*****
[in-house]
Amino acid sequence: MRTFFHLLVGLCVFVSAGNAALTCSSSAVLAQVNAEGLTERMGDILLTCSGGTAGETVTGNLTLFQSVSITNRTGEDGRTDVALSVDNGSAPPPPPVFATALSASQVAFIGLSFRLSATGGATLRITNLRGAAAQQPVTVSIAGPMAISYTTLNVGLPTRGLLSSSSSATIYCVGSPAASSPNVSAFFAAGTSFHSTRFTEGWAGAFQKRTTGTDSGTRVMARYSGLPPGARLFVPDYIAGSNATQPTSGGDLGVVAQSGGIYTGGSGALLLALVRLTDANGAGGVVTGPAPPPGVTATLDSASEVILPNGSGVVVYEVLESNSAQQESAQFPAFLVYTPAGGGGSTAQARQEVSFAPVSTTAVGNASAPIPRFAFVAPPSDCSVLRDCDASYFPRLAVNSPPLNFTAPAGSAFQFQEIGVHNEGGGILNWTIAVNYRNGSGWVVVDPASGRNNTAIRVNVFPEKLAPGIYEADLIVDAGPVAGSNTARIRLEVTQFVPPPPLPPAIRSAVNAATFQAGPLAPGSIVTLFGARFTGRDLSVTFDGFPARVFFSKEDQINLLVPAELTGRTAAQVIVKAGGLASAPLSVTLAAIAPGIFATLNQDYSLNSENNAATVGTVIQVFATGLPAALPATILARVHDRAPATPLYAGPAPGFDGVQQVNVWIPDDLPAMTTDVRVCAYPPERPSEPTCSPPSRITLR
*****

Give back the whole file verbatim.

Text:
[in-house]
Amino acid sequence: MRTFFHLLVGLCVFVSAGNAALTCSSSAVLAQVNAEGLTERMGDILLTCSGGTAGETVTGNLTLFQSVSITNRTGEDGRTDVALSVDNGSAPPPPPVFATALSASQVAFIGLSFRLSATGGATLRITNLRGAAAQQPVTVSIAGPMAISYTTLNVGLPTRGLLSSSSSATIYCVGSPAASSPNVSAFFAAGTSFHSTRFTEGWAGAFQKRTTGTDSGTRVMARYSGLPPGARLFVPDYIAGSNATQPTSGGDLGVVAQSGGIYTGGSGALLLALVRLTDANGAGGVVTGPAPPPGVTATLDSASEVILPNGSGVVVYEVLESNSAQQESAQFPAFLVYTPAGGGGSTAQARQEVSFAPVSTTAVGNASAPIPRFAFVAPPSDCSVLRDCDASYFPRLAVNSPPLNFTAPAGSAFQFQEIGVHNEGGGILNWTIAVNYRNGSGWVVVDPASGRNNTAIRVNVFPEKLAPGIYEADLIVDAGPVAGSNTARIRLEVTQFVPPPPLPPAIRSAVNAATFQAGPLAPGSIVTLFGARFTGRDLSVTFDGFPARVFFSKEDQINLLVPAELTGRTAAQVIVKAGGLASAPLSVTLAAIAPGIFATLNQDYSLNSENNAATVGTVIQVFATGLPAALPATILARVHDRAPATPLYAGPAPGFDGVQQVNVWIPDDLPAMTTDVRVCAYPPERPSEPTCSPPSRITLR